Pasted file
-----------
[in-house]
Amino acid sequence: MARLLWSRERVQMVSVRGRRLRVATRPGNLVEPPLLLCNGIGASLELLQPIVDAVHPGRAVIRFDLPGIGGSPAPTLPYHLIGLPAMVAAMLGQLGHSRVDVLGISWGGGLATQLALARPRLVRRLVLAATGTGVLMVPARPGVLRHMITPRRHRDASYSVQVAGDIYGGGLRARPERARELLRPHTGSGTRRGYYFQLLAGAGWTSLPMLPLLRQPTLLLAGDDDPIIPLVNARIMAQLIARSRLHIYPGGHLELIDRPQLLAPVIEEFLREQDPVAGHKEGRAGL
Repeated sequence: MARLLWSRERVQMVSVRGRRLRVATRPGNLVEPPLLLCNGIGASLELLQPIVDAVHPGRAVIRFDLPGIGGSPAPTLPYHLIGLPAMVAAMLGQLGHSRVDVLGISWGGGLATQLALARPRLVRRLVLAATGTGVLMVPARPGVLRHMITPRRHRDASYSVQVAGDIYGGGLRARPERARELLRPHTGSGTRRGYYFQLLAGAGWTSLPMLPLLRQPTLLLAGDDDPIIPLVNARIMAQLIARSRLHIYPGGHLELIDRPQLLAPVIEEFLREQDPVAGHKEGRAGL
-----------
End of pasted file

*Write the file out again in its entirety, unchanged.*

[in-house]
Amino acid sequence: MARLLWSRERVQMVSVRGRRLRVATRPGNLVEPPLLLCNGIGASLELLQPIVDAVHPGRAVIRFDLPGIGGSPAPTLPYHLIGLPAMVAAMLGQLGHSRVDVLGISWGGGLATQLALARPRLVRRLVLAATGTGVLMVPARPGVLRHMITPRRHRDASYSVQVAGDIYGGGLRARPERARELLRPHTGSGTRRGYYFQLLAGAGWTSLPMLPLLRQPTLLLAGDDDPIIPLVNARIMAQLIARSRLHIYPGGHLELIDRPQLLAPVIEEFLREQDPVAGHKEGRAGL
Repeated sequence: MARLLWSRERVQMVSVRGRRLRVATRPGNLVEPPLLLCNGIGASLELLQPIVDAVHPGRAVIRFDLPGIGGSPAPTLPYHLIGLPAMVAAMLGQLGHSRVDVLGISWGGGLATQLALARPRLVRRLVLAATGTGVLMVPARPGVLRHMITPRRHRDASYSVQVAGDIYGGGLRARPERARELLRPHTGSGTRRGYYFQLLAGAGWTSLPMLPLLRQPTLLLAGDDDPIIPLVNARIMAQLIARSRLHIYPGGHLELIDRPQLLAPVIEEFLREQDPVAGHKEGRAGL